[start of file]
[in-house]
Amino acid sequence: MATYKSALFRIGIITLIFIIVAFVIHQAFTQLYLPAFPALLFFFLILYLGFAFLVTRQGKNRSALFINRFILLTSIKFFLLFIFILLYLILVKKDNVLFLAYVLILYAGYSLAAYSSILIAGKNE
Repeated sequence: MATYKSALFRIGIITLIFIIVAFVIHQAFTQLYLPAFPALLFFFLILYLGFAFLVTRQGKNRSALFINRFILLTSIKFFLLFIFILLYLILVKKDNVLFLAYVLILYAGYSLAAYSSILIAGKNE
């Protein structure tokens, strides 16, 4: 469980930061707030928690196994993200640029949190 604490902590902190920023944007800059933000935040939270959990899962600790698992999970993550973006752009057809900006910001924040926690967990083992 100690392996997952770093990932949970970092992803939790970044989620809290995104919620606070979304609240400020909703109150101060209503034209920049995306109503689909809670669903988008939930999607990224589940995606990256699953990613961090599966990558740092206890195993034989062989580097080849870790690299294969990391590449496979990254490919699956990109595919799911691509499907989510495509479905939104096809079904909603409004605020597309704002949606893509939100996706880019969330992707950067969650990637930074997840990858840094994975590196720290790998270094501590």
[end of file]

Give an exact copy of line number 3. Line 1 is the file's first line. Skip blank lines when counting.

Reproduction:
Repeated sequence: MATYKSALFRIGIITLIFIIVAFVIHQAFTQLYLPAFPALLFFFLILYLGFAFLVTRQGKNRSALFINRFILLTSIKFFLLFIFILLYLILVKKDNVLFLAYVLILYAGYSLAAYSSILIAGKNE